The World Bank has several reasons for their concern. They believe that a rise in interest rates could interfere with capital flows into developing countries, which can lead to stifling of economic growth, which could then lead to financial instability.
Despite their warning, they also site several reasons to be optimistic. First of all, any increase in interest rates will happen gradually, allowing developing economies to cope more easily with any changes. They also point out that any changes in rates will happen within the context of a strong, growing US economy, which usually bodes well for the global economy in general.
The price of oil lurched upwards on Tuesday despite the fear that the Chinese economic recovery may not be everything investors wished for. Driving the upward direction of oil is the hope of investors that the US Federal Reserve will implement new strategies which will help give the US economy a bit of a jump start.
The January delivery price for Benchmark crude was $85.80 per barrel, representing a 23 cent rise during late afternoon Bangkok time electronic trading on the New York Mercantile Exchange. The same contract had fallen only the day before by 37 cents on the Nymex, closing at $85.56.
Brent crude, which is used more to establish the price of international types of oil, was also up. On the ICE futures exchange in London the price was $107.66, an increase of 33 cents from the previous day’s closing price.
The Federal Reserve began a two day policy meeting on Tuesday. The results of the meeting are widely believed to be the purchase of more long-term Treasury bonds in an effort to replace the program which expires with the coming new year.
In an attempt to help boost the sluggish economy’s growth President Obama announced a proposal which will allow all homeowners to refinance their mortgages at more attractive rates, even if what they owe on their mortgages is actually more than the worth of the house. This is a crucial issue in many states which are pivotal to Obama’s re-election.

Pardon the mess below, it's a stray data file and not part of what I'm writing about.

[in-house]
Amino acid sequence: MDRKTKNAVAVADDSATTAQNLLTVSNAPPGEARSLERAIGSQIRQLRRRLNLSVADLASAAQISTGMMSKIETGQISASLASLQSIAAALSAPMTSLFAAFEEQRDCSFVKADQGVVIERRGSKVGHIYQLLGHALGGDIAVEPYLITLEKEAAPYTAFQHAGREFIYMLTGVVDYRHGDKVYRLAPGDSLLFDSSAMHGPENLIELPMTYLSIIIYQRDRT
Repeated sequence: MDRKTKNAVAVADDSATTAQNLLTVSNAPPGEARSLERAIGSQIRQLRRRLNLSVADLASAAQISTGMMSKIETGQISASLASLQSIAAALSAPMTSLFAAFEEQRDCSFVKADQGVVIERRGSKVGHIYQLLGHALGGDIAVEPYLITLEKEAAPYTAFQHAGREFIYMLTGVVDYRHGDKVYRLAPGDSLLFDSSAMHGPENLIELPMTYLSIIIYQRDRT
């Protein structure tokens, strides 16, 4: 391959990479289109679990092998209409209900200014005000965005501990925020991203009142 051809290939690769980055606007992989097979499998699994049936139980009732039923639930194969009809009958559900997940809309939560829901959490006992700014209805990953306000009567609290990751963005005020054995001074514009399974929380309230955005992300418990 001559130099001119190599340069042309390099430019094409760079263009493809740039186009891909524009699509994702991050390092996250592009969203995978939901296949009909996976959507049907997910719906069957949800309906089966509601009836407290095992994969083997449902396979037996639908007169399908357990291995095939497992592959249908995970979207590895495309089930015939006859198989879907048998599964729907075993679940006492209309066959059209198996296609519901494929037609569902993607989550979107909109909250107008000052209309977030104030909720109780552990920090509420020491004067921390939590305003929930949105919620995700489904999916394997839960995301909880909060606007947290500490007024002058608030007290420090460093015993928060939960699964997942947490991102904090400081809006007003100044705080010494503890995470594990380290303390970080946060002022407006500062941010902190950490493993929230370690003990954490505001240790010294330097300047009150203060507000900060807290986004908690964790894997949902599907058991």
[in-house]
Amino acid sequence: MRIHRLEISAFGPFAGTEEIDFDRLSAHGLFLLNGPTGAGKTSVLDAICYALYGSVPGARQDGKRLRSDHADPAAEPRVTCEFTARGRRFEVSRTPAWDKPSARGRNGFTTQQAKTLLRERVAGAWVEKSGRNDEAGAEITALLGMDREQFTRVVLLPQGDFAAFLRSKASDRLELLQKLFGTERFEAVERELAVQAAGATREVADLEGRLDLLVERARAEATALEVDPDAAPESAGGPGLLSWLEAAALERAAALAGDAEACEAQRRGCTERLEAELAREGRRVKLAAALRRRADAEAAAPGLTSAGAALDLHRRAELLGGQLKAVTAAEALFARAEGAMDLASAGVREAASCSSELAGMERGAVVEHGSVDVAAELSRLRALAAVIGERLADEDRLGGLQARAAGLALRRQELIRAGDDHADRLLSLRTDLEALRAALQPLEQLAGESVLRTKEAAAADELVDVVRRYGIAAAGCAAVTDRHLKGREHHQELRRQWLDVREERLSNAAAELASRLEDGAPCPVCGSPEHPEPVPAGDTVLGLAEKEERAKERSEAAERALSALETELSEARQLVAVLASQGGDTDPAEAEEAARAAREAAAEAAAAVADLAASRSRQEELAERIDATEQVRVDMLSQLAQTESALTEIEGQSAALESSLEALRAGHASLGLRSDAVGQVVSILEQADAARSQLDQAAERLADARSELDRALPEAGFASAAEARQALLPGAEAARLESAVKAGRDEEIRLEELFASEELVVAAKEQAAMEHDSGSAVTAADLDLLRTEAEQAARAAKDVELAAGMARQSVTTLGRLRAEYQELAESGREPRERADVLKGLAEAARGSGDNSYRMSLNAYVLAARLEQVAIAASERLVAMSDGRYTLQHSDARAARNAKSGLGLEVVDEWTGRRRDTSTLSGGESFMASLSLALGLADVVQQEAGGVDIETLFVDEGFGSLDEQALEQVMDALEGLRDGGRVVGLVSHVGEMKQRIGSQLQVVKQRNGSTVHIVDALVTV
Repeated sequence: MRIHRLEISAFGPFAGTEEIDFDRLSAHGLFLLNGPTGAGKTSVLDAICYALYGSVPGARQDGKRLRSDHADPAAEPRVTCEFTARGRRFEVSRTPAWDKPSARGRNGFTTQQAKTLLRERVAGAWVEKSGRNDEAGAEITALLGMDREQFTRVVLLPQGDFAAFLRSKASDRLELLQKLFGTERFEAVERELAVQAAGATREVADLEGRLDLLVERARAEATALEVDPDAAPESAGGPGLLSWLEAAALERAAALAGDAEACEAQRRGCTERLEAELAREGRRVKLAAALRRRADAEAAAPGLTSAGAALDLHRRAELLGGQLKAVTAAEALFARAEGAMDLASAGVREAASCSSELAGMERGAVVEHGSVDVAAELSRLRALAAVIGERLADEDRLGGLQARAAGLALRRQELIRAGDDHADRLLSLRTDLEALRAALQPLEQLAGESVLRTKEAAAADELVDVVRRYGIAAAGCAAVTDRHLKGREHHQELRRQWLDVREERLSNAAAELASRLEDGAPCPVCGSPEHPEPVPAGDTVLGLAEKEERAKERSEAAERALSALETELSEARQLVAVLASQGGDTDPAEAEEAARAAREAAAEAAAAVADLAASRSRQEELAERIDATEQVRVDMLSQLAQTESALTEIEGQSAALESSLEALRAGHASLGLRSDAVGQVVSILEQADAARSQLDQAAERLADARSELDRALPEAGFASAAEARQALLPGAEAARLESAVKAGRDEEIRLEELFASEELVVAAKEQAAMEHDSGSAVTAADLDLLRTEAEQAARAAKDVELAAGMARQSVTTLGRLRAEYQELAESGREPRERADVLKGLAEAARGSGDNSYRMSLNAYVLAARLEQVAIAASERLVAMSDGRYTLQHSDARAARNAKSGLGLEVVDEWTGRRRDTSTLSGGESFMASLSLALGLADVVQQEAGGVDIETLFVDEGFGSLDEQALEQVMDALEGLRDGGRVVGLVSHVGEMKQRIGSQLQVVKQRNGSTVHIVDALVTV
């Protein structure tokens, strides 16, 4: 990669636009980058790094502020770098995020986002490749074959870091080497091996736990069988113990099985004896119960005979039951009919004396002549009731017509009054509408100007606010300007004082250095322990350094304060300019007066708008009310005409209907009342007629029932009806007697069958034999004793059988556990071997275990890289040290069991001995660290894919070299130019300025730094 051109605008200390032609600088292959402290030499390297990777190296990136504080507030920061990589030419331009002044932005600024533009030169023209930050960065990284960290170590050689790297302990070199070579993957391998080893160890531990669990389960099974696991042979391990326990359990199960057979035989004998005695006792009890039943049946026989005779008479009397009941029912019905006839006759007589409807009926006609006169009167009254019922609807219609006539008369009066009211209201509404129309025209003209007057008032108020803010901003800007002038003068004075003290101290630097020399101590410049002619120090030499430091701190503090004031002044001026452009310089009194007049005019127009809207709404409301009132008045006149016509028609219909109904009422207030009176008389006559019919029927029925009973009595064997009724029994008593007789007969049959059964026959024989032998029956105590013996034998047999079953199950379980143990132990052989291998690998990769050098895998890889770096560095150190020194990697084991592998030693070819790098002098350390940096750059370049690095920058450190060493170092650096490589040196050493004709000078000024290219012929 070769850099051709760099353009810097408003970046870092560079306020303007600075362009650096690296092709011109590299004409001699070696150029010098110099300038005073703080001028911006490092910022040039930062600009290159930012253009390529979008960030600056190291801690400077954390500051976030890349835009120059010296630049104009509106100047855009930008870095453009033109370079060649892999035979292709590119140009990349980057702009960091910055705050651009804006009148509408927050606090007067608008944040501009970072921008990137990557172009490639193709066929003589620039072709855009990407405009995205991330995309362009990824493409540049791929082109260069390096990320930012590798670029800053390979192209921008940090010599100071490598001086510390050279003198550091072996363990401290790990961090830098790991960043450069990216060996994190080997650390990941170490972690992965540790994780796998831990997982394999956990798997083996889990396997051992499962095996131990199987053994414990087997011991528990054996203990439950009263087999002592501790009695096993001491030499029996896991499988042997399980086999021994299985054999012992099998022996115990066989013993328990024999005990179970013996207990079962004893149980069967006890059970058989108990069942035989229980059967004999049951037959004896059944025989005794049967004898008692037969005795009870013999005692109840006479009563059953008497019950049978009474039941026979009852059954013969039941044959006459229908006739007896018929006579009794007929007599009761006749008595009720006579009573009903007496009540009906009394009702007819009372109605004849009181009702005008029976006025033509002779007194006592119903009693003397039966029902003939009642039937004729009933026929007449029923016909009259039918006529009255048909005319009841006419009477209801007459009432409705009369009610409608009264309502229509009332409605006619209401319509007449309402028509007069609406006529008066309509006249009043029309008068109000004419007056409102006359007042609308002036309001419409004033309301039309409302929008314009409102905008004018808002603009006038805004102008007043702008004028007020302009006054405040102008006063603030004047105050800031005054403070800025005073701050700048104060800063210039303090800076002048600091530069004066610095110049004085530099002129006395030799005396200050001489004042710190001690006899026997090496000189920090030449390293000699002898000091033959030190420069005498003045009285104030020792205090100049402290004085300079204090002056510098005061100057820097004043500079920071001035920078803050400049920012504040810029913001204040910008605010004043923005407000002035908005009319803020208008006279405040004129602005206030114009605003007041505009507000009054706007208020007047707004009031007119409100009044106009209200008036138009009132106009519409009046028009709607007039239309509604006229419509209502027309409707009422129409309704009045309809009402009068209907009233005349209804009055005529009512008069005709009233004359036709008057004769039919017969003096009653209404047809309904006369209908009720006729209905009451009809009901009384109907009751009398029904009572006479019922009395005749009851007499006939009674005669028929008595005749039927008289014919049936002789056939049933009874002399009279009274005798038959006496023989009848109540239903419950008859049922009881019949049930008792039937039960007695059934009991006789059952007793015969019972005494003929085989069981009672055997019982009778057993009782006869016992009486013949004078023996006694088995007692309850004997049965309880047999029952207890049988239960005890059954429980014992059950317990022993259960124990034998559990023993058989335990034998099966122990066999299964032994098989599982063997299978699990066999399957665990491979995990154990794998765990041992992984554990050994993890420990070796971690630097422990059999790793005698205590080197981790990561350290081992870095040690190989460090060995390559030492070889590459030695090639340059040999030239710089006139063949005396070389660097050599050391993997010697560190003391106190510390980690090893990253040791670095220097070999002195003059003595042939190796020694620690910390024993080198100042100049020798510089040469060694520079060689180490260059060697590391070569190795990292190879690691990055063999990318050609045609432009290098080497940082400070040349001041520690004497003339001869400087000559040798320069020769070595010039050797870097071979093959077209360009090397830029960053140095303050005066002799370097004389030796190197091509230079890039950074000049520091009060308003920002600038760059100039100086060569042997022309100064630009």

Obama wanted to outline more specific details of the proposal he only outlined in his State of the Union Address concerning finding a way for homeowners to cash in on the nation’s record low mortgage rates. It is estimated that the average homeowner could save about $3,000 a year by re-financing.
Will Congress Agree?
The proposal, however, will need to pass through Congress, which is not necessarily in favor of such a plan if it would allow homeowners to refinance even if they own more to the bank than the actual value of the house, a situation which many homeowners find themselves in today due to the housing slump.
Not As Popular as Predicted
The plan is an enlargement of an already existing program, the Home Affordable Refinance Program. This plan lets borrowers who have government affiliated mortgages from Fannie Mae and Freddie Mac to refinance at more affordable rates. A disappointing one million people have use the plan, much fewer than the 4 to 5 million the Obama administration was predicting. The new plan also expands to include “underwater” borrowers; those that own more than the value of their homes.
Economists in the private sector believe that if the plan is expanded to all borrowers, then about 10 million homeowners would be qualified to refinance, giving the economy a jumpstart not to be underestimated. The Federal Reserve has been more conservative in their assessment of the plan’s impact, saying closer to 2.5 million additional Americans would be eligible to refinance under the terms of the expanded program.
CoreLogic, a real estate data firm, notes that about 11 million Americans are “underwater,” about 1 out of 4 homeowners who have a mortgage.